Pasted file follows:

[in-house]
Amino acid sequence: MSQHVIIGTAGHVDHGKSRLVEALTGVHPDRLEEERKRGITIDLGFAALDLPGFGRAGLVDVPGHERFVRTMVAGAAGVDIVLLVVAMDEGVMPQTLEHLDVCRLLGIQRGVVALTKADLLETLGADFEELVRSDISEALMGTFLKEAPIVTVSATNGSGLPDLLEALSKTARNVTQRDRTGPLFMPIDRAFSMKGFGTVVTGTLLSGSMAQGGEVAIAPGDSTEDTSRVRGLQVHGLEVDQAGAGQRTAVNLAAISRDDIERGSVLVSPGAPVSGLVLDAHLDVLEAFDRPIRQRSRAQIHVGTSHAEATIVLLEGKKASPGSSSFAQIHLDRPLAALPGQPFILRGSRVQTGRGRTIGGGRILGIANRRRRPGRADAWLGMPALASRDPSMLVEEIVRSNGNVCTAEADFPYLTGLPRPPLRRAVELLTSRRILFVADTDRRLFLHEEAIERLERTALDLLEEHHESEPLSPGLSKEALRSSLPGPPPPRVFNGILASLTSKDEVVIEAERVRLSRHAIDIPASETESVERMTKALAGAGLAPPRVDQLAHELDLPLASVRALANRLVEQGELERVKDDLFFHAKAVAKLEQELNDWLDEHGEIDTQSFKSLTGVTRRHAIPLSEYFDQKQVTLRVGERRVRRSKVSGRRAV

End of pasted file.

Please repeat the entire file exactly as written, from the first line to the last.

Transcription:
[in-house]
Amino acid sequence: MSQHVIIGTAGHVDHGKSRLVEALTGVHPDRLEEERKRGITIDLGFAALDLPGFGRAGLVDVPGHERFVRTMVAGAAGVDIVLLVVAMDEGVMPQTLEHLDVCRLLGIQRGVVALTKADLLETLGADFEELVRSDISEALMGTFLKEAPIVTVSATNGSGLPDLLEALSKTARNVTQRDRTGPLFMPIDRAFSMKGFGTVVTGTLLSGSMAQGGEVAIAPGDSTEDTSRVRGLQVHGLEVDQAGAGQRTAVNLAAISRDDIERGSVLVSPGAPVSGLVLDAHLDVLEAFDRPIRQRSRAQIHVGTSHAEATIVLLEGKKASPGSSSFAQIHLDRPLAALPGQPFILRGSRVQTGRGRTIGGGRILGIANRRRRPGRADAWLGMPALASRDPSMLVEEIVRSNGNVCTAEADFPYLTGLPRPPLRRAVELLTSRRILFVADTDRRLFLHEEAIERLERTALDLLEEHHESEPLSPGLSKEALRSSLPGPPPPRVFNGILASLTSKDEVVIEAERVRLSRHAIDIPASETESVERMTKALAGAGLAPPRVDQLAHELDLPLASVRALANRLVEQGELERVKDDLFFHAKAVAKLEQELNDWLDEHGEIDTQSFKSLTGVTRRHAIPLSEYFDQKQVTLRVGERRVRRSKVSGRRAV